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Republican Presidential Candidate

ralph_​vonholst Jul 20, 2016

"So...Trump gets to be the Kaiser and the veep is the Reichskanzler. Got it. Well. I knew Otto von Bismarck. Otto von Bismark was a friend of mine, and Mike Pence is no Otto von Bismarck."

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Tangerines and buffoons click here. 
Republican platform 2016

Donald J Trump was confirmed as the flag-bearer for the Republican Party of the United States of America in July, 2016. 

The platform of the Republican Party is a list of goals of the Republican Party in Congress, in the White House, and in the Supreme Court.

To download the platform of the Republican party you have to go to the RNC site.
From, May 20, 2016

USW Blasts Trump’s Posture as a Worker-Friendly Candidate

(Pittsburgh) – The United Steelworkers (USW) International released the following statement today regarding the 2016 presidential race:

Attempts by Donald Trump to cast himself as worker-friendly should be taken in the context of a candidate opposed to raising the minimum wage and refusing to bargain with his own employees.   

Globally, workers are fighting against multi-national corporations promoting a race to the bottom with wages, and here we have one of the richest men in the world saying that wages are too high here in the United States. 

In fact, this is a candidate who, when asked about the auto industry, advocated devastating families and communities by shutting down plants and moving jobs to lower-wage states.

While we welcome the much needed focus and discussion about trade and its imbalance that this campaign has brought to the foreground, we aren't going to fall for the kind of bait and switch that is being played out by Trump.

Trump isn't real on this issue, but he has figured out a sales pitch that rings true with the public because so many Americans know instinctively that our current trade laws hurt working families. Trump criticizes companies like Apple and Ford for making their products overseas, but his own signature line of dress clothes are produced in low-wage countries like China, Mexico and Bangladesh.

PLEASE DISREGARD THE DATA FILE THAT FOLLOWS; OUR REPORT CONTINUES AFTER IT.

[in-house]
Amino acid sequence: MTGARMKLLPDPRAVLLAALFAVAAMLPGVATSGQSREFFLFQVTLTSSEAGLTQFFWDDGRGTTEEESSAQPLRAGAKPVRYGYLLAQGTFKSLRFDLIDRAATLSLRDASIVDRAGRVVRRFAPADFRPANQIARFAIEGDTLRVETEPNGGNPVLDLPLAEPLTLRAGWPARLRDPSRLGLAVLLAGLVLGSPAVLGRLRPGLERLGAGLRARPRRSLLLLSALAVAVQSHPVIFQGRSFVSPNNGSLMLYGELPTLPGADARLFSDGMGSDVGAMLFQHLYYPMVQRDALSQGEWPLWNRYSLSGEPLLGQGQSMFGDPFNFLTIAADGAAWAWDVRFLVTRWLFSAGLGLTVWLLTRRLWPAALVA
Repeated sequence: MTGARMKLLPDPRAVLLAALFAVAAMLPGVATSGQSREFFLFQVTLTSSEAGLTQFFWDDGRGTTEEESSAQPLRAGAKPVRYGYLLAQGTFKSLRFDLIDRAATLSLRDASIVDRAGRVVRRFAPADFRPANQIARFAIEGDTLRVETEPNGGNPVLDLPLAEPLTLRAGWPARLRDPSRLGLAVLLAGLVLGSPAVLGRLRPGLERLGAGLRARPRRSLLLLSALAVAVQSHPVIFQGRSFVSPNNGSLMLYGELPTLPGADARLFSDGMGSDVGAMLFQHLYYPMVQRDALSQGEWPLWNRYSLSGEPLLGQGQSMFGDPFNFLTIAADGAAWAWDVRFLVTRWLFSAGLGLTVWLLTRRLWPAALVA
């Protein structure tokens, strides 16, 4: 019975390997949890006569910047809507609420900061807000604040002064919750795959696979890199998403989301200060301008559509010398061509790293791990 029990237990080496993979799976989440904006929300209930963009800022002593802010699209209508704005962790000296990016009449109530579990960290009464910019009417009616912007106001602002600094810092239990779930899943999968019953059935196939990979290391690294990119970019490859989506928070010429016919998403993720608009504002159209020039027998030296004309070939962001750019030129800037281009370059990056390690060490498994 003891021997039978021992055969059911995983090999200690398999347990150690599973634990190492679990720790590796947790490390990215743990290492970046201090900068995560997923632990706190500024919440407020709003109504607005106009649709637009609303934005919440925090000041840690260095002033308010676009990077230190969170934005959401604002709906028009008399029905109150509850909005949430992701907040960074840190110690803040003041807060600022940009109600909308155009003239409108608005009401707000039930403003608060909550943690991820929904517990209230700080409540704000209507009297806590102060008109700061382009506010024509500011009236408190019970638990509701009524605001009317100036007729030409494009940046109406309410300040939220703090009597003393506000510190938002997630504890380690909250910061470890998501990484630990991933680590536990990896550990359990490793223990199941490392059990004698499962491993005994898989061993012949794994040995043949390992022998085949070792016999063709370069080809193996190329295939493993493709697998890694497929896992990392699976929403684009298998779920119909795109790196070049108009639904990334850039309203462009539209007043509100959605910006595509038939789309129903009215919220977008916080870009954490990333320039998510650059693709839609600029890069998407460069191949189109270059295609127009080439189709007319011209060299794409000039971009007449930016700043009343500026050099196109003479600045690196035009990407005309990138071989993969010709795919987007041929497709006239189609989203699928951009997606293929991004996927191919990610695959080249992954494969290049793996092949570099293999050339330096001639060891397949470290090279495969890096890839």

Nobody is more confused by this candidate’s say one-thing-do-another approach than the 500 hotel workers at the Trump International Hotel in Las Vegas who voted last December to join the Culinary Workers Union. Trump refuses to bargain with them, even after more than a dozen objections that were filed with the NLRB were either withdrawn or dismissed, and the union was certified as a bargaining agent.

Not surprising, Trump has supported laws to weaken unions and has worked at every turn to divide Americans along lines of race, ethnicity and gender. 

While the USW is not making an endorsement in the Democratic race, the union is comfortable with both candidates. Besides better wages and collective bargaining rights for workers, the USW believes the Democrats are on the right side of working-family issues such as taxes, health care and trade.

The USW sees Trump’s tax plan as one benefiting millionaires and billionaires at the expense of the middle class where the top tenth of one percent would get more tax relief than the bottom 60 percent of American taxpayers combined.

Also, the USW is troubled by Trump’s promise to end the Affordable Care Act when his plans for a replacement are either vague or nonexistent, and the ideas he has proposed would increase costs and reduce the number of people who are covered.

Social Security is another issue on which Trump cannot be trusted. He has referred to the program as a Ponzi scheme and has in the past called for it to be privatized.

Even issues such as trade where it could appear that Trump’s positions might align with working people, there is solid reason for skepticism. He may have the right talking points, but his actions don’t back up his words.

The USW has been in the forefront of the fight on trade. We have witnessed the various trade agreements that have been put forward over the past decades and the harm these agreements have inflicted on the American work force and our economy. We have learned how to seek allies and build coalitions in this struggle, and we know who our friends are.

Too much is at stake in the upcoming election to allow issues most important to working American families to become vehicles of deceit. That is why the USW cannot consider endorsing Donald Trump as President of the United States.

The USW represents 850,000 workers in North America employed in a wide range of industries that include metals, rubber, chemicals, paper, oil refining and the service and public sectors.